"These physiological data paralleled our behavioral data and confirmed our insight that as the children felt less anxious and afraid in the context of the camp environment, they had dramatic positive changes in social and attachment behavior," Purvis says. After five days of consistent sensory activity and learning, their brains were making adjustments.

In this real-life laboratory, Cross and Purvis were able to impact most of the kids, though many regressed when camp was over. For Cross, director of TCU's Developmental Research Lab, this was the catalyst for providing more learning opportunities for parents. The team began offering parent and professional seminars on "Helping the Hurting Child" so families could apply activities and techniques at home.

Meanwhile, word was spreading through the nation's mental health system that something extraordinary was occurring under the Texas sun. Professionals from across the country came to camp to see this singular research for themselves. Medical names like Dr. Patrick Mason, director of the International Adoption Center at Inova Fairfax Hospital; Dr. Lisa Albers of Harvard Medical School; and Dr. Dana Johnson, director of the International Adoption Medical Clinic at the University of Minnesota, watched the history-making work unfold.

Purvis, who worked from the beginning with developmental neuropsychologist Ron Federici, director of Neuropsychological and Family Therapy Associates, expanded her research by helping Federici in intense home programs for families of at-risk children. She helped supervise the home program for a Fort Worth boy — a program featured on an award-winning Dateline NBC documentary in 2003. Since then she and Cross developed their own parent-coach therapy incorporating the structure portion of Federici's program, yet focusing "just as much on nurture as on structure," with a major emphasis on the parent-child attachment relationship. The first Hope Connection parent-coaching therapy study was Kristen.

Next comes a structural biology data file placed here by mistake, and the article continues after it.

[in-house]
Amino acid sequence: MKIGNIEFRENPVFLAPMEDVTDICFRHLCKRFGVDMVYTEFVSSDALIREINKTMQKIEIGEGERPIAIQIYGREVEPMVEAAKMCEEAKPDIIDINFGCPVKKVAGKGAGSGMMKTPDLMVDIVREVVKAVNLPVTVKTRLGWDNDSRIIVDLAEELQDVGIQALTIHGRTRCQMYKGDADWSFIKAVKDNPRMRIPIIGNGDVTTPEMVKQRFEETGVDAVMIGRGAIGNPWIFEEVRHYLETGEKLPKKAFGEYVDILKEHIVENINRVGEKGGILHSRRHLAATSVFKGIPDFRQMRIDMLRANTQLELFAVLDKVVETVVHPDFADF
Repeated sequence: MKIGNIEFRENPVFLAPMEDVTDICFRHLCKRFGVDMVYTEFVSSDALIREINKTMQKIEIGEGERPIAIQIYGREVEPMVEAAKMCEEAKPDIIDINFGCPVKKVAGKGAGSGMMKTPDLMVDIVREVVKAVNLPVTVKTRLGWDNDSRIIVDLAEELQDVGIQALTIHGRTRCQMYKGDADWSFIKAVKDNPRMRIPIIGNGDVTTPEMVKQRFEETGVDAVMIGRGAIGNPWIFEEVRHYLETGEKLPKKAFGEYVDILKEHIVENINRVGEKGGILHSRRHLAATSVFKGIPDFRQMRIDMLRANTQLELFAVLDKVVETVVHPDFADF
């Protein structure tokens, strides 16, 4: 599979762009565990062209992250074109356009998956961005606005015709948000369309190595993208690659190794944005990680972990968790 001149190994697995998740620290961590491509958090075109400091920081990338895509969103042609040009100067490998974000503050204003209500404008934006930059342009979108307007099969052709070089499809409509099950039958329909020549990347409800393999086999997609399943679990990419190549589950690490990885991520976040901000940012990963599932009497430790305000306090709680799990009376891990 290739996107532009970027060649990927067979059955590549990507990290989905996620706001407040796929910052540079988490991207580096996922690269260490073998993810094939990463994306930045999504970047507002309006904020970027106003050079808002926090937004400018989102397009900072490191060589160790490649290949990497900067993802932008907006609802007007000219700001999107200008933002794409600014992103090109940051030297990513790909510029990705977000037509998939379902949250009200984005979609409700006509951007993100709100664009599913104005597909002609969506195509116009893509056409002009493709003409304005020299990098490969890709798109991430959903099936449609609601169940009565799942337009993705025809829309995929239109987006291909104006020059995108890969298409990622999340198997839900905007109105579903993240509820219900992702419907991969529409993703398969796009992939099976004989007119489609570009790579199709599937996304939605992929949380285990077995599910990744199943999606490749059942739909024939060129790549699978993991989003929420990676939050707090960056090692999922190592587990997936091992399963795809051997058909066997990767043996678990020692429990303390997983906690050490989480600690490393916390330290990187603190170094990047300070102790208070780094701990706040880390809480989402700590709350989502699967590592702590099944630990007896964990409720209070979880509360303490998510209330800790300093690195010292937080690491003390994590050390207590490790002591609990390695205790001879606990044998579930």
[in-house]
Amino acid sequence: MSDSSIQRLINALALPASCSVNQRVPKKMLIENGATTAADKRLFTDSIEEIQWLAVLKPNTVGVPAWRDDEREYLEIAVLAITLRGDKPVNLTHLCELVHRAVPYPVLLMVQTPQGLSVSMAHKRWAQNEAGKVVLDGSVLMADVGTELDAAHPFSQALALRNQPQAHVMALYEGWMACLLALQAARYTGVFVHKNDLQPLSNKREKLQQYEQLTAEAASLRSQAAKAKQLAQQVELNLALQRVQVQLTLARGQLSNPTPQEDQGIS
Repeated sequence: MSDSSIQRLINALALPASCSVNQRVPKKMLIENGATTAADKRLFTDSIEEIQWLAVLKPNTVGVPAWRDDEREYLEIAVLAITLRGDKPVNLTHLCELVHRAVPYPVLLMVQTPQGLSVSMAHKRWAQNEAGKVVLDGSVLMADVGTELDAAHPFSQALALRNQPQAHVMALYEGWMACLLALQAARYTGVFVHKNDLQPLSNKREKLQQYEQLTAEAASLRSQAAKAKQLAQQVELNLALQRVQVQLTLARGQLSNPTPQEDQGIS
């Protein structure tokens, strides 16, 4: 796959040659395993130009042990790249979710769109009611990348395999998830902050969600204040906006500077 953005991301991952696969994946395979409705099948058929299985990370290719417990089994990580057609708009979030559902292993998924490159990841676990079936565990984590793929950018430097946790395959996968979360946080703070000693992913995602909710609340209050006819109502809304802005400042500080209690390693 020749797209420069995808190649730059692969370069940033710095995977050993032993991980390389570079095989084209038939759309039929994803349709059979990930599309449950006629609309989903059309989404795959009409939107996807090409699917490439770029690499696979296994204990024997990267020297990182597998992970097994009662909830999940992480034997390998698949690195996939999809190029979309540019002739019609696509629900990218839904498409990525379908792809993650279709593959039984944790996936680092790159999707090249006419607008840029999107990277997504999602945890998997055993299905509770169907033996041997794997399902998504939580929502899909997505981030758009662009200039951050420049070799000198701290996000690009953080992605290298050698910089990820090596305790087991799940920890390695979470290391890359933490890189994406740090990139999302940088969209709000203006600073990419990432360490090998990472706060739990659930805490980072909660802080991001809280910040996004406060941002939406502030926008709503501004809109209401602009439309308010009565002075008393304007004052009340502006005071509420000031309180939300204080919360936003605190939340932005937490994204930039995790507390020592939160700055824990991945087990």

"Our work has confirmed that these children's aggressive behaviors are fear-based. We see the fear, the mental illness and anger disappear when they use words [instead of physical violence and anger] to deal with the pain and fear," Purvis explained. "We think the greatest thing we can do is create an environment where they feel safe."

Purvis also said that with every home program she has directed, the child has eventually disclosed the root of his or her fear, be it physical abuse, suffocation, starvation or sexual abuse. "You think a kid that young won't remember, but every one of them do." Kristin even told of being nearly suffocated as an infant.

In 2004, Gottfried Kellerman, director of Wisconsin-based NeuroScience, Inc., read the TCU findings. He furrowed his brow at the off-kilter levels of neurotransmitters such as epinephrine, norepinephrine, dopamine, serotonin and histamine — all crucial to brain development.

"I checked the neurotransmitters at random. I had no idea they were related to behavioral issues," he said. "But I thought if a correlation to the behavior and the neurotransmitter levels could be confirmed, we might be able to facilitate the change of certain behaviors on a more permanent level."